The Great Non-Compromiser
June 27th, 1990 @ 7:30 PM
THE GREAT NON-COMPROMISER
Dr. W. A. Criswell
6-27-90 7:30 p.m.
A thousand times welcome to the multitudes of you who are sharing this hour on radio. You are now part of our dear First Baptist Church in Dallas, and this is the pastor bringing the message entitled The Great Non-Compromiser. It is an exposition of Exodus chapters 7-10. And because of time limitations, I haven’t opportunity to read it with you; but we shall look at its message and apply it as God would have us to apply it to our lives today.
This is biblical – most so. For example, in 1 Corinthians 10:11, the inspired apostle Paul writes, "Now all these things happened unto them for" – and the King James Version translate it, "ensamples." A good translation of that Greek word will be "types." When we read what God did back there, in the pages of this Old Testament, we see there a type of our Christian pilgrimage today; so thus we’re going to follow these chapters and see our Christian life in it.
God’s people down in Egypt, away from Canaan’s promised land where they belonged, are in cruel bondage; and the taskmasters make life hard. "We’re unable to worship God in Egypt as we ought." So the Lord sends Moses to lead them out of the land of darkness and bondage to serve Him. As he says in Exodus 8:23 and [chapter] 11, verse 7, God makes a distinction between Israel and the Egyptians. He makes a difference between you and those out there in the world.
It is true that one may be a Christian, redeemed and in possession of eternal life, and still be dwelling in Egypt – be out there in the world in the place of bondage. He is saved from the penalty of sin but not from the power of sin. A Christian in the world and of it, making some failures, the same kind of weaknesses, is of all men most miserable.
There is no Egyptian taskmaster who was more merciless and cruel than sin, and the case of no Israelite was ever more helpless and hopeless than a Christian out in the world. He is groaning in bondage every day of his life. The Christian in Egypt is powerless. He’s of the world. He’s unable to serve God. His prayers are like sounding brass and clanging cymbals [1 Corinthians 13:1]. His testimony is darkened. He’s out there with and in the world. So God calls us to come out. Our heavenly Father never intended that we who are His children by regeneration should live in the haunts and habits of sin [Romans 6:1-11; Ephesians 4:22-27; 1 John 3:9]. I repeat: God makes a difference between us and the world.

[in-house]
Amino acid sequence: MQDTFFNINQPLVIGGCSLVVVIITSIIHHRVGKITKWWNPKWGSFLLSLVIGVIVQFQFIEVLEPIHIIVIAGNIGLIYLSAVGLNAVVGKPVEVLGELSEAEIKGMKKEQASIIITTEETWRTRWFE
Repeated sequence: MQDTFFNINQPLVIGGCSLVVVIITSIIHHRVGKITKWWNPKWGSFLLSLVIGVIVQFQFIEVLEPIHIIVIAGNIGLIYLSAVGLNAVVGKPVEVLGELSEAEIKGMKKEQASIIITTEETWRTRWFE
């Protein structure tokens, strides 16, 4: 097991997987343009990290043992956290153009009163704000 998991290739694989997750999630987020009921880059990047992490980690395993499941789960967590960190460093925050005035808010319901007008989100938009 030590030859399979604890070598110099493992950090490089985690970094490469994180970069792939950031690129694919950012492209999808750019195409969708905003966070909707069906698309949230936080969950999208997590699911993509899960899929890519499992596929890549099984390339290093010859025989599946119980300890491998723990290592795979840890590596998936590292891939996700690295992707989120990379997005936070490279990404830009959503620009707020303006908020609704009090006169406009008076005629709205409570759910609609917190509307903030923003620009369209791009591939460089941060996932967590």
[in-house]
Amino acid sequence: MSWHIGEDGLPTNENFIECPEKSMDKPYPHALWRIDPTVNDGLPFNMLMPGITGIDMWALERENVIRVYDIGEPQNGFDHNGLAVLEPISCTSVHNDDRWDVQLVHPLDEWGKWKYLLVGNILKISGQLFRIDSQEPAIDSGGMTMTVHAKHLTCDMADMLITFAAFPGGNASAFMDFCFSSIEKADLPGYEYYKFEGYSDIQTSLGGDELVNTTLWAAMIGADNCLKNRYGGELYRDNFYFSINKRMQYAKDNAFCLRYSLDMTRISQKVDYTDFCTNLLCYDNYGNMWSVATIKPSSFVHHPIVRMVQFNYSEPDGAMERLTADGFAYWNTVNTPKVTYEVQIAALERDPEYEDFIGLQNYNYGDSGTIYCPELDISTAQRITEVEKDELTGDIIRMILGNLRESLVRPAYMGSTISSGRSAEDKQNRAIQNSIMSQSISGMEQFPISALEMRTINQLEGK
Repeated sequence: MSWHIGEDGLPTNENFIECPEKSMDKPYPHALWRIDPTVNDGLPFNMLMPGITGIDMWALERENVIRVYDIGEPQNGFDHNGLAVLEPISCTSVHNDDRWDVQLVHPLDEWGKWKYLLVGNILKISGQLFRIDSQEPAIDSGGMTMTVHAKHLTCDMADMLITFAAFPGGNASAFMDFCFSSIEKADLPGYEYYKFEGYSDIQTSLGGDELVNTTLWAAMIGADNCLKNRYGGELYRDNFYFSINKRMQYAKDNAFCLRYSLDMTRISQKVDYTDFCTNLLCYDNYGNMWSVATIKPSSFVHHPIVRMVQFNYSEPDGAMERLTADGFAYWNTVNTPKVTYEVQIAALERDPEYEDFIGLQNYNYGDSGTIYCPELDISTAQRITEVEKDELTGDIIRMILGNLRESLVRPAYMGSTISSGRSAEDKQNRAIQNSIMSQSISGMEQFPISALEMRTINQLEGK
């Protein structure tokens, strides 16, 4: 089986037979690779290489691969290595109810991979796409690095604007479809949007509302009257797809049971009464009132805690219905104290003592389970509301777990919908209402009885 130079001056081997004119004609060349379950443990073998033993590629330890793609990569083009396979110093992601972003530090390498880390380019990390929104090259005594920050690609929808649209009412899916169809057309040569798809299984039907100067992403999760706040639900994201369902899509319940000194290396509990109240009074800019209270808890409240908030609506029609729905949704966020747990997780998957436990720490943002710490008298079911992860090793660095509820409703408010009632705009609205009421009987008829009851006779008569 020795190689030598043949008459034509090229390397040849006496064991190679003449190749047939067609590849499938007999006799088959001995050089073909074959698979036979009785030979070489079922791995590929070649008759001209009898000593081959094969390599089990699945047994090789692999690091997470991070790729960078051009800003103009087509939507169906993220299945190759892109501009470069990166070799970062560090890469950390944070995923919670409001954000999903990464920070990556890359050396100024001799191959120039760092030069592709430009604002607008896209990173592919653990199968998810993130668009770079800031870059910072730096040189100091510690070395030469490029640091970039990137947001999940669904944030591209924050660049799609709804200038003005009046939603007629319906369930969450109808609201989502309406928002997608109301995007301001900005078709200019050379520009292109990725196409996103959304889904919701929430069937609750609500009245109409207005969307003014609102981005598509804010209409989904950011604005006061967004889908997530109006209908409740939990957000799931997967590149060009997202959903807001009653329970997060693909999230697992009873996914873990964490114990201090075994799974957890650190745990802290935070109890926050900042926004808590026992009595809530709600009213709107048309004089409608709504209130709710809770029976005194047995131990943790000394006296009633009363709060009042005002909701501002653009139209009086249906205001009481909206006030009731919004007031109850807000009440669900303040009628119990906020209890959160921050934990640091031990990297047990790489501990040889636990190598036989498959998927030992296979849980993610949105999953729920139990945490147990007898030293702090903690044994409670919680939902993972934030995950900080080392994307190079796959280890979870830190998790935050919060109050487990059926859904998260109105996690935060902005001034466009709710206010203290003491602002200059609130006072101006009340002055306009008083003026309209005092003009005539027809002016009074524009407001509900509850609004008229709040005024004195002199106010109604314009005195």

So Moses is sent down into the darkness of Egypt to deliver his people; and when he comes before Pharaoh, there are four compromises that Pharaoh suggests to Moses about that call of God to come out. The first compromise: Stay where you are. Stay out there. Pharaoh says in chapter 8:25: "Go ye, sacrifice to your God in the land. Stay here in Egypt. Stay where you are. Stay in the world." Moses replies in chapter 8, verses 26 and 27: "Not so. Shall we sacrifice the abomination of the Egyptians? We go and sacrifice as God shall command us." Their sacrifices and their manner of serving was not pleasing to the Egyptians. It was different from them, and they have to separate themselves – they have to disassociate themselves from the world, the darkness of the land of Egypt, in order faithfully and truthfully to serve God.
Now, Satan has a lost man tied up. He says to him, "You’re all right. Stay just as you are in the beer joint, on the dance floor, on the shore of the floor of the Sunday’s picture show, at the ball game, in domino parlors, in pool halls," and a whole lot of other things that are worse that I don’t name. Satan has the lost man; and he there is tied up in the powers of darkness and sin. But Satan also has a child of God in bondage, and he says to him, "Stay just as you are. You can serve God and not place your membership in the church. You can serve God and not attend the services or the prayer meeting." You want to know whether God’s popular or not, look at the attendance on Wednesday night. You can serve God and not go to prayer meeting. You can serve God and spend your afternoons at the farm or the ranch, your evenings on the dance floor, the Sundays in the picture show, your money out there gambling or otherwise wasting it. Do not the elite of Egypt do it? You do not want to be an abomination unto them. That’s what Satan says to you.
And if Moses could answer today, he would say, "Not so. We have to come out. Our manner of serving God is different. We walk not by the example of those that are in bondage, but we walk according to the liberty that God has given to those who have trusted in Him." And if you are a child of God, you will come out. Well that’s the first compromise that he said: "Stay where you are."
The second compromise of Pharaoh, chapter 8, verse 28: "Ye shall not go far away. Do not go very far." And Moses answers in 8:29 and verse 32: "Let not Pharaoh deal deceitfully" [Exodus 8:29]. But he did [Exodus 8:32]. This way is always a deceit. Don’t be very different. Don’t go very far – not very far from Egypt and not very far toward Canaan, the promised land – not very far from sin, and not very far toward God; enough of religion just to get by, just for respectability’s sake. Not very far from sin – dress it up; make it respectable; do not renounce or denounce it.
Gambling: oh, but convert the money into raffles and use it to build the church. You’ll see them gambling in the name of God all over creation including the city of Dallas. Drunkenness: oh, but wash the glasses, paint the front, sweep off the floor, and serve it just before dinner; or have a cocktail hour – the most respectable way that the elite of any city lives. It’s their way of life. Public dancing: oh, but supervise the ball – put some old maids on the sideline in order to shield it.